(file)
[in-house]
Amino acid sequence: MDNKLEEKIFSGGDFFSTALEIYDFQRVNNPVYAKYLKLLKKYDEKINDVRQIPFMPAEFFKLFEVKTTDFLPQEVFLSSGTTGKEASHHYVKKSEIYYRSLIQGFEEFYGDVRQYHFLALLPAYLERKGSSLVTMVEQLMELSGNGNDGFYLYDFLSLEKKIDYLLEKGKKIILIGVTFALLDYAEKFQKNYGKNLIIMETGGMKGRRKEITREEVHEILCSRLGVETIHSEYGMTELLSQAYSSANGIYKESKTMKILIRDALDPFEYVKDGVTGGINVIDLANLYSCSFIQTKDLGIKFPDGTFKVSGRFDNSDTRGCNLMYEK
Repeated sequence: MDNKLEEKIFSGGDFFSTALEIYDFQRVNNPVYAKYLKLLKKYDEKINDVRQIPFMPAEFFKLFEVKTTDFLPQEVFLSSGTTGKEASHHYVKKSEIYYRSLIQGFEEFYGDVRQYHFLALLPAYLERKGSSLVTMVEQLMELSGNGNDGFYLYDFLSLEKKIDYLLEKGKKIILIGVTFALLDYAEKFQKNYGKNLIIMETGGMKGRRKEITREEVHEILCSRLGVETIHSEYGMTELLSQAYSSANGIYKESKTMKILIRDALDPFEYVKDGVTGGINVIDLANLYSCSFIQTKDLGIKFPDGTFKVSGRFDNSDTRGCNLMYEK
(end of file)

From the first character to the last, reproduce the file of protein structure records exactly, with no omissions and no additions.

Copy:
[in-house]
Amino acid sequence: MDNKLEEKIFSGGDFFSTALEIYDFQRVNNPVYAKYLKLLKKYDEKINDVRQIPFMPAEFFKLFEVKTTDFLPQEVFLSSGTTGKEASHHYVKKSEIYYRSLIQGFEEFYGDVRQYHFLALLPAYLERKGSSLVTMVEQLMELSGNGNDGFYLYDFLSLEKKIDYLLEKGKKIILIGVTFALLDYAEKFQKNYGKNLIIMETGGMKGRRKEITREEVHEILCSRLGVETIHSEYGMTELLSQAYSSANGIYKESKTMKILIRDALDPFEYVKDGVTGGINVIDLANLYSCSFIQTKDLGIKFPDGTFKVSGRFDNSDTRGCNLMYEK
Repeated sequence: MDNKLEEKIFSGGDFFSTALEIYDFQRVNNPVYAKYLKLLKKYDEKINDVRQIPFMPAEFFKLFEVKTTDFLPQEVFLSSGTTGKEASHHYVKKSEIYYRSLIQGFEEFYGDVRQYHFLALLPAYLERKGSSLVTMVEQLMELSGNGNDGFYLYDFLSLEKKIDYLLEKGKKIILIGVTFALLDYAEKFQKNYGKNLIIMETGGMKGRRKEITREEVHEILCSRLGVETIHSEYGMTELLSQAYSSANGIYKESKTMKILIRDALDPFEYVKDGVTGGINVIDLANLYSCSFIQTKDLGIKFPDGTFKVSGRFDNSDTRGCNLMYEK